Software testing is more than just automated testing. While checking that specific details work as expected in specific situations with automated testing is very useful it is far from sufficient way to test if software will delight users.
Apple's Siri (and other "smart speaker" systems) are amazingly useful. They all have plenty of room for improvement and effective software testers could help improve them. Here are some of my experiences using Siri.
I use a very small set of commands (under 5, such as "Hey Siri, play business news" probably amounts to 95% of my requests). I understand voice recognition isn't easy and I can understand Siri having difficulty understanding what is asked but it really seems to me that Siri should be able to remember that I ask for the same 5 things 95% of the time. Check my request against those first. Siri still attempts to play music and do other things easily 33% of the time (when I have never asked it to play music). It never can find a matching song (often looking for a song named "business news update" or something close).
When I am on a multi-state trip why can't Siri tell me the next gas stations on my route? When I ask Siri it will say "gas station at 123 main street" in some town I have never heard of. I have no idea where that is. I have been able to determine it seems to just look for the closest ones (which might be 20 miles behind me). This seems like a poor implementation. Finding the closest makes sense in some instances but while driving on a long trip, along the route makes much more sense. The same goes for restaurants. I have tried telling Siri "along the route" and similar things but it doesn't work.
Another odd error I experienced recently, I asked Siri for the business news update and it played one from a day or 2 earlier. That is likely a difficult thing to catch with testing and could be "blamed" on the provider of the update. The user (me in this case) doesn't know if the problem is somehow with Siri or, what I expect, is related to the provider uploading the wrong content for Siri. But as a user of Siri it is a problem.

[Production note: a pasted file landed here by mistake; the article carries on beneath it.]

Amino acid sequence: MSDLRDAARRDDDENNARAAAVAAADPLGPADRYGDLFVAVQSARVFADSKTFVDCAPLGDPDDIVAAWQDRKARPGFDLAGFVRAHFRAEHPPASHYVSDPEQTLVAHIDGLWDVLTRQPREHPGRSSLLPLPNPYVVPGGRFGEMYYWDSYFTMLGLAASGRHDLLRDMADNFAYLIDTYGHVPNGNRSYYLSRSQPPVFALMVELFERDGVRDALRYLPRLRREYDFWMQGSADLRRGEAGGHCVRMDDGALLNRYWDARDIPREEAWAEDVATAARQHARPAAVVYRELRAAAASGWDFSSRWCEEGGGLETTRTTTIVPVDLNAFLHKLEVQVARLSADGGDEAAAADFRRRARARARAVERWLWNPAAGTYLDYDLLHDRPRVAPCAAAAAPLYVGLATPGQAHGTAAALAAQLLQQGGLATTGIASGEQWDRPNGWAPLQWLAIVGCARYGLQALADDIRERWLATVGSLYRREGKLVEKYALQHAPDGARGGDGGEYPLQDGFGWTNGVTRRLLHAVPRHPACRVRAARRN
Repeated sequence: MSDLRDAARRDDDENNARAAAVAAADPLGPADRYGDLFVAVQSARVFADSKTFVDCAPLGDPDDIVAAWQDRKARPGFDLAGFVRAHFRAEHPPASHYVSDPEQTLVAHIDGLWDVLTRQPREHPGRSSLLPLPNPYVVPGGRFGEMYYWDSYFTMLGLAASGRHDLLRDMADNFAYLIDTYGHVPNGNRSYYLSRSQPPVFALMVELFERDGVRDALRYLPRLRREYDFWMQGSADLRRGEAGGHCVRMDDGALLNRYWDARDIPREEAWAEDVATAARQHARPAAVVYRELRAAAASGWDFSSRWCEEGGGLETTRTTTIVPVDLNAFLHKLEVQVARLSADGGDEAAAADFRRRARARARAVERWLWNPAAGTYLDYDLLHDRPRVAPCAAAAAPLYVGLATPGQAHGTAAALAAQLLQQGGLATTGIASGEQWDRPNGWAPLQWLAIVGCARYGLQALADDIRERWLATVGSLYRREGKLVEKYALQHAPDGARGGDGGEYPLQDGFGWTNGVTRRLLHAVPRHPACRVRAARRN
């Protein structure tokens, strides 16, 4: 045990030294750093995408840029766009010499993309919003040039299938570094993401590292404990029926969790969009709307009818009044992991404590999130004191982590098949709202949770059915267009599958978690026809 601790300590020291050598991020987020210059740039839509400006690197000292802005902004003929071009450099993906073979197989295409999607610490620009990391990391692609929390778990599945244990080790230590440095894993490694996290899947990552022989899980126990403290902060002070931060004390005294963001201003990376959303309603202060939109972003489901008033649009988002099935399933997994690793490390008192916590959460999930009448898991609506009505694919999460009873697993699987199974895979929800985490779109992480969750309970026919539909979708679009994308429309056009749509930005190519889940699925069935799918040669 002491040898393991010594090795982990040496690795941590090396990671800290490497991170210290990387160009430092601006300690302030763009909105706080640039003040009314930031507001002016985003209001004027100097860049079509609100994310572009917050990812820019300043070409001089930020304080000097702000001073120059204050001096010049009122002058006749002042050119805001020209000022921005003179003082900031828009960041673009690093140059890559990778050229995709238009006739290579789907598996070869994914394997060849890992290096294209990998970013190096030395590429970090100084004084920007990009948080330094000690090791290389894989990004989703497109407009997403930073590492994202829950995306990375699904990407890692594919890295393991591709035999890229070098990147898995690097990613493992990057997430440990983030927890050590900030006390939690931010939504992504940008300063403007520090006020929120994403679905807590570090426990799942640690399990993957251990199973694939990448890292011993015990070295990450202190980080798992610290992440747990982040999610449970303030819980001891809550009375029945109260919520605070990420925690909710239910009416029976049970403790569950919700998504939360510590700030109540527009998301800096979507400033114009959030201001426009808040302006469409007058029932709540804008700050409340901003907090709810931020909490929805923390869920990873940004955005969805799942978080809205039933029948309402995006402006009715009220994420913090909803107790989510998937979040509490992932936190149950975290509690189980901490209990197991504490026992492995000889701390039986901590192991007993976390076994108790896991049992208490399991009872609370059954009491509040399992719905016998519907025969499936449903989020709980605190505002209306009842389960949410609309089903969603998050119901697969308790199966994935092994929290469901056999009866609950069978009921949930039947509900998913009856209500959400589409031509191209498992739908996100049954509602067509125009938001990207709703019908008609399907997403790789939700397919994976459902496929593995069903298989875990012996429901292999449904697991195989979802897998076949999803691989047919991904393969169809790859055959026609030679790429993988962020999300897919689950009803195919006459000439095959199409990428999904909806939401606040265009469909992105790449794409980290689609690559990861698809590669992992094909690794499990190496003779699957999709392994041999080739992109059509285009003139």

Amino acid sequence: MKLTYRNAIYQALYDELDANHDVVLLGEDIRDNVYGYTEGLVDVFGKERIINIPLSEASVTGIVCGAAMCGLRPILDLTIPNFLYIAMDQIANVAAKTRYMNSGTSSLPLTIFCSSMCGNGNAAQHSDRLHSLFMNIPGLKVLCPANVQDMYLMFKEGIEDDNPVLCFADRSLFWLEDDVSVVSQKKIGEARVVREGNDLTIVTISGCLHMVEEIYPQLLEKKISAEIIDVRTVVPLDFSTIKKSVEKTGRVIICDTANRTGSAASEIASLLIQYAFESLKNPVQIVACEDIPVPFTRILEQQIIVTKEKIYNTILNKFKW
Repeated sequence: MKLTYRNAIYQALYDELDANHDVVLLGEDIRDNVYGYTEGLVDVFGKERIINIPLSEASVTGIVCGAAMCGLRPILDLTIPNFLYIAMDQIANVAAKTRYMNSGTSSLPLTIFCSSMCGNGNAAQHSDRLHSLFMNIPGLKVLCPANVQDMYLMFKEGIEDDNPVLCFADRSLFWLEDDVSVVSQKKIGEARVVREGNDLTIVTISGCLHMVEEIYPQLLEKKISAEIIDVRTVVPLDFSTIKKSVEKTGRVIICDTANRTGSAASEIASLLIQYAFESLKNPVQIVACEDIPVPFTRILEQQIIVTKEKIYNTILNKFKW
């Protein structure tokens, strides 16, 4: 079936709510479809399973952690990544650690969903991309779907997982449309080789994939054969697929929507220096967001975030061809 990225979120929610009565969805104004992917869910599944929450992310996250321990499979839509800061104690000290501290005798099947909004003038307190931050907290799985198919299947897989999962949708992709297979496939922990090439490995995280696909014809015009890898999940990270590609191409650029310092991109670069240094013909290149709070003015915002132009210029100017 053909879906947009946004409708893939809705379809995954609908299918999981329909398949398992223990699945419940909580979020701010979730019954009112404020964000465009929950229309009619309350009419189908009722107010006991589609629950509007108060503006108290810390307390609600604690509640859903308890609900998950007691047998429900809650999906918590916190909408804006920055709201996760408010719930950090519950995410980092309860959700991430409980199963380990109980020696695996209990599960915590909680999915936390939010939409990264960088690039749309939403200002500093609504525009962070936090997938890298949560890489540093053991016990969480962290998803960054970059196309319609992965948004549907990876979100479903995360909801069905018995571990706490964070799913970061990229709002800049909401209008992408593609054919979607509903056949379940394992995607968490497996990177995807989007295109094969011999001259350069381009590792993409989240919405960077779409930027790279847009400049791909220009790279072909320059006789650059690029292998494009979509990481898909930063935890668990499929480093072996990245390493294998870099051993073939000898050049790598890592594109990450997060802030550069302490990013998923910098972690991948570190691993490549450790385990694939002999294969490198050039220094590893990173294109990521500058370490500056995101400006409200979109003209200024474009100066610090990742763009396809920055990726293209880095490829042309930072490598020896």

Another problem I experienced was that I would request Siri play the business news and then Siri would tell me the business news would play and then nothing happened. It took me a day or 2 to realize the sound was muted. Is that a Siri problem? Siri is responding to the user (me), and that response isn't muted, but then the content I asked for is muted: that is a confusing user experience. Since Siri communicates using sound if the phone is muted (with Siri ignoring the muting directive) then it should at least tell the user that your speaker is muted so you can't hear the business news unless it is unmuted. It seems to me the best interaction would be to unmute the phone to play what was asked (it seems clear the user desired to hear what they requested), but if not then ask the user if they want to hear what they requested.
Again on a long trip Siri misimplemented a request (one of my few commonly asked requests) to terminate the directions. It did so in an area with a very weak signal so when I attempted to have it reestablish the trip it took quite a long time to do so. The poor implementation is made worse because Apple Maps doesn't let you save maps for offline use. If the trip is active then you can continue and get directions even if you have no connection; but if you lose your internet connection and the trip is closed (by Siri or you, say if you follow the directions to a restaurant - which closes you main trip) and you don't have an internet connection you are left with no usable map. So closing an active trip is a potentially destructive act (which it seems to me Siri should be very careful to avoid without clear direction, Siri should get confirmation before doing so).
Software testing requires searching for bugs that everyone agrees are bugs. But software testing also requires thoughtful analysis of the experience of the user and how that is at risk with the current iteration of the software (Software Testers Are Test Pilots). Automated testing is critical as you can create checks for thousands of situations to run extremely quickly each time any changes are made to the software. But it is not sufficient. Many situations can only be explored and experienced by a thinking software tester that uses the software and thinks about how a user might react and how that user could be confused or disappointed by the existing user experience.